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The Hive by Camilo José Cela (1951)

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English (9)  Spanish (6)  Catalan (2)  Dutch (1)  Norwegian (1)  All (19)
Showing 1-5 of 9 (next | show all)
The story set in the WWII is a series of fragments of life. We looking into the life of almost uncountable men and women as if they sitting in a carousel and we can see them just for seconds time after time. Poverty, cheating, the tiny fragments of everyday life. ( )
  TheCrow2 | Sep 12, 2016 |
fascinating portrayal of all the make-shift ways of making a life (barely) in post-civil-war Madrid. Recommend it.
  revliz | Aug 9, 2016 |
Through this book of vignettes I learned much about what life was like following the Spanish Civil War. I enjoyed the author's writing and the 300 different characters were very interesting and together their stories worked liked bees in a hive to get the message across. There is a sense of hardship, hunger, illness and unhappiness, yet I felt confident that despite the hardships and misery that their lives would move forward. I would recommend this novel to anyone interested in the aftermath of the Spanish Civil War. ( )
1 vote EadieB | Jan 19, 2016 |
Taken as short vignettes showing poverty, misery, jealousy, love and the occasional bit of happiness, this is a fairly easy and enjoyable read. Taken as a novel in which I really would like to see a plot and get to know the characters, this is not the book for me. Cela introduces the reader to some 200 odd characters in a fairly short space of time. While as a reader we do get to see the protagonists again - some more than others - I didn't really feel like I got to know any of them or that I developed a huge amount of sympathy. What I did get was a general feeling of empathy for the people in Madrid during the later years of the Second World War and following the Spanish Civil War. The scenes are set around a single neighbourhood (which I am guessing is a stereotype but symptomatic of Madrid at the time) with many of the characters eventually revealed to be known to each other. The striking themes that come out of the book are the poverty and struggle to make ends meet, the desperate daily grind of trying to put together enough pesetas to get a meal, the lengths to which people will go in order to help those they love and the deceptions that seem to go hand in hand with the whole. There are copious affairs - it seems almost as if everyone has a lover, but somehow as a reader I didn't blame any of them. Cela manages to strike a tone of observer rather than judge and as a reader that is carried over. It was less of a novel and more of a series of vignettes for me to rate it higher than three stars. An interesting read which I'd be interested to know what others thought about it. ( )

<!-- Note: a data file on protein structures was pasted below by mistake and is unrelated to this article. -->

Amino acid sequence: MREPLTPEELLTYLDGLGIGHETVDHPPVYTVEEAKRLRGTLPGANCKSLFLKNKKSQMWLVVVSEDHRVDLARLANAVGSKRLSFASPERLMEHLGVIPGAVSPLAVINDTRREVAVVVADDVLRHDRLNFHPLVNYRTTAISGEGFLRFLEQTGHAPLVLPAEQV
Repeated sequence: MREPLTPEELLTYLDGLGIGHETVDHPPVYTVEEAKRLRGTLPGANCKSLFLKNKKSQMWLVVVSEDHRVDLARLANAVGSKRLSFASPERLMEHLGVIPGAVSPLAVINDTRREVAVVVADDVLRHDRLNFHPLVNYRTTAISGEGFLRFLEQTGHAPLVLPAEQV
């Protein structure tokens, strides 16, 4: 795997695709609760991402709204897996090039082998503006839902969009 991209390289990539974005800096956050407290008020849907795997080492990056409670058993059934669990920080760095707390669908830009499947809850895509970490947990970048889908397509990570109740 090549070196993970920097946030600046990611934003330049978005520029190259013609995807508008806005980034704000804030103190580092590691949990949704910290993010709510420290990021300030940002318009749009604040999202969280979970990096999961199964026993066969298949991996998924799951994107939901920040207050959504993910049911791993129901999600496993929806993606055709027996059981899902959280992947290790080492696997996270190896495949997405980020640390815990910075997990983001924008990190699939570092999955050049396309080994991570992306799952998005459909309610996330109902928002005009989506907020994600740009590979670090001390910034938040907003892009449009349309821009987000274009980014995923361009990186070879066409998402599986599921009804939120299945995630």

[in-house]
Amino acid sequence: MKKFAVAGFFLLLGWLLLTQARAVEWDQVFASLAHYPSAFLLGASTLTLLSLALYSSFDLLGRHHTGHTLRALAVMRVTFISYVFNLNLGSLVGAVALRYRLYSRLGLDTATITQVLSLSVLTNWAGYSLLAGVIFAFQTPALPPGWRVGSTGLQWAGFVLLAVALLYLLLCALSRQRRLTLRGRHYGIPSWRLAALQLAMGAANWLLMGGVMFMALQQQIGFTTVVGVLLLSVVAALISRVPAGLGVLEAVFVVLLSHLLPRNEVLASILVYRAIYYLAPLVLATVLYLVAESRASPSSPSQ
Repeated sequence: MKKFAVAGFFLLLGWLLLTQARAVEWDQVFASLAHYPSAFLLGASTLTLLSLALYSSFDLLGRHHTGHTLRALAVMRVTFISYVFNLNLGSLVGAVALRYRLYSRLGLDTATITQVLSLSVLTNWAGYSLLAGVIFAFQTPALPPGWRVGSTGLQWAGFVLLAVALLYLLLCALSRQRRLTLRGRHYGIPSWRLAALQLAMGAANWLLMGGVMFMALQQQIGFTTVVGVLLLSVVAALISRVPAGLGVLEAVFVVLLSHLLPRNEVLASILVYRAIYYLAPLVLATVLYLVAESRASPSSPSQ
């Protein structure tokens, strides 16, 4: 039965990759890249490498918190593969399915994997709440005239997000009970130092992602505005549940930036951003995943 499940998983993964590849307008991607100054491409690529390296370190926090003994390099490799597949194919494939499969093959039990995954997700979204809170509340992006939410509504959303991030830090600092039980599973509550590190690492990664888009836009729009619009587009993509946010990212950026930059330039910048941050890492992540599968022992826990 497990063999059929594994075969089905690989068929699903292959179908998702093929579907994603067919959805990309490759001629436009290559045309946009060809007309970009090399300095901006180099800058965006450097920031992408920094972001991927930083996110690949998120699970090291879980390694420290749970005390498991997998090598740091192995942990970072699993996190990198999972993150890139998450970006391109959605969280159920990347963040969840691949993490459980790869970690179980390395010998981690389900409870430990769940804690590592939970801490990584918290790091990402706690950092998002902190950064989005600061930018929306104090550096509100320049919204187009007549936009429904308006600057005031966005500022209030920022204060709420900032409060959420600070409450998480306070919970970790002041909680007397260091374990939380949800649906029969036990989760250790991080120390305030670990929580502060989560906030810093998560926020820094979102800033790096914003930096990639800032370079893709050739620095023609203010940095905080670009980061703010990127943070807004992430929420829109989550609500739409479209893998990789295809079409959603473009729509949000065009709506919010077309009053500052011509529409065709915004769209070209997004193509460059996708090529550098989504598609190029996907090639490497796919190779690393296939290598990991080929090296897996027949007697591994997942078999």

1 vote sashinka | Jan 14, 2016 |
it has 346 chracters!! ( )
  Kirmuriel | Sep 19, 2013 |
Showing 1-5 of 9 (next | show all)
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» Add other authors (33 possible)

Author nameRoleType of authorWork?Status
Camilo José Celaprimary authorall editionscalculated
Barea, ArturoIntroductionsecondary authorsome editionsconfirmed
Cohen, J. M.Translatorsecondary authorsome editionsconfirmed
Ponzanelli, SergioTranslatorsecondary authorsome editionsconfirmed
Rijkmans, J.G.Translatorsecondary authorsome editionsconfirmed
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'Laten we de verhoudingen niet uit het oog verliezen. Ik heb er meer dan genoeg van het telkens weer te zeggen, maar het is het enige belangrijke.'
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Book description
Madrid tijdens de winter van 1942. De kleine burgerij vegeteert in koffiehuizen en bordelen; het leven sleept zich voort in de monotonie van onbeduidende conflicten en schaarse momenten van geluk. Een bonte stoet van Madrilenen trekt voorbij - biddend, ruziënd, roddelend, de liefde bedrijvend.
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Amazon.com Product Description (ISBN 0374522308, Paperback)

In this extraordinary novel of life in Madrid after the Spanish Civil War, Camilo Jose Cela conveys with startling immediacy not only the brutality but also the vitality of life in the city. His style—economical but vivid—carries the reader through a series of vignettes, following Cela’s many characters through the streets and tenements and brothels and, above all, the cafés of the great beehive—la colmena—of Madrid. Both a social document of its time and place and a moving tale of human suffering—and human triumph--under a totalitarian regime, The Hive is “a brilliant and original work” (Gerald Brenan, The New York Times Book Review).

(retrieved from Amazon Thu, 12 Mar 2015 18:15:19 -0400)

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